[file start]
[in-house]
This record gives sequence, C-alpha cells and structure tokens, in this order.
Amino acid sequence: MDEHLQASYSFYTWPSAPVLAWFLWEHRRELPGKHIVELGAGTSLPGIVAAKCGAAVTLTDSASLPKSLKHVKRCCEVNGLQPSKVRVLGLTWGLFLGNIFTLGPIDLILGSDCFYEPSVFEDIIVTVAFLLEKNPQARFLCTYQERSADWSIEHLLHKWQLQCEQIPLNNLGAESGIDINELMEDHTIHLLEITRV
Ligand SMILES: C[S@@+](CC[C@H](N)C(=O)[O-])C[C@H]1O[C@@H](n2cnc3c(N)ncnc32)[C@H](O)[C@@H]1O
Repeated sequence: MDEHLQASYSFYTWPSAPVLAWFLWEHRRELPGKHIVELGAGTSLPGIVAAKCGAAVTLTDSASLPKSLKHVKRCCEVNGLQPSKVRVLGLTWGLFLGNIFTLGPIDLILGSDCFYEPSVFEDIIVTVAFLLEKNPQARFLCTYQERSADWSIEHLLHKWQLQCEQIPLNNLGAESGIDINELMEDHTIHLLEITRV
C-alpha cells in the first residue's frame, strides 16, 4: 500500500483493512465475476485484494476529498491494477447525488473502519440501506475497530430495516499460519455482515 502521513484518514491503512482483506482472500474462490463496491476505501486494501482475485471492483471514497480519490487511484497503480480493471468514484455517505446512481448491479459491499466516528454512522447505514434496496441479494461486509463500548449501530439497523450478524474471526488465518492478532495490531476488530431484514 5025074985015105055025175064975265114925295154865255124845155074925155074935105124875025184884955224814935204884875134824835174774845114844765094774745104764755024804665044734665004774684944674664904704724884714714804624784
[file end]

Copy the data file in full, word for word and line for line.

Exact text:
[in-house]
This record gives sequence, C-alpha cells and structure tokens, in this order.
Amino acid sequence: MDEHLQASYSFYTWPSAPVLAWFLWEHRRELPGKHIVELGAGTSLPGIVAAKCGAAVTLTDSASLPKSLKHVKRCCEVNGLQPSKVRVLGLTWGLFLGNIFTLGPIDLILGSDCFYEPSVFEDIIVTVAFLLEKNPQARFLCTYQERSADWSIEHLLHKWQLQCEQIPLNNLGAESGIDINELMEDHTIHLLEITRV
Ligand SMILES: C[S@@+](CC[C@H](N)C(=O)[O-])C[C@H]1O[C@@H](n2cnc3c(N)ncnc32)[C@H](O)[C@@H]1O
Repeated sequence: MDEHLQASYSFYTWPSAPVLAWFLWEHRRELPGKHIVELGAGTSLPGIVAAKCGAAVTLTDSASLPKSLKHVKRCCEVNGLQPSKVRVLGLTWGLFLGNIFTLGPIDLILGSDCFYEPSVFEDIIVTVAFLLEKNPQARFLCTYQERSADWSIEHLLHKWQLQCEQIPLNNLGAESGIDINELMEDHTIHLLEITRV
C-alpha cells in the first residue's frame, strides 16, 4: 500500500483493512465475476485484494476529498491494477447525488473502519440501506475497530430495516499460519455482515 502521513484518514491503512482483506482472500474462490463496491476505501486494501482475485471492483471514497480519490487511484497503480480493471468514484455517505446512481448491479459491499466516528454512522447505514434496496441479494461486509463500548449501530439497523450478524474471526488465518492478532495490531476488530431484514 5025074985015105055025175064975265114925295154865255124845155074925155074935105124875025184884955224814935204884875134824835174774845114844765094774745104764755024804665044734665004774684944674664904704724884714714804624784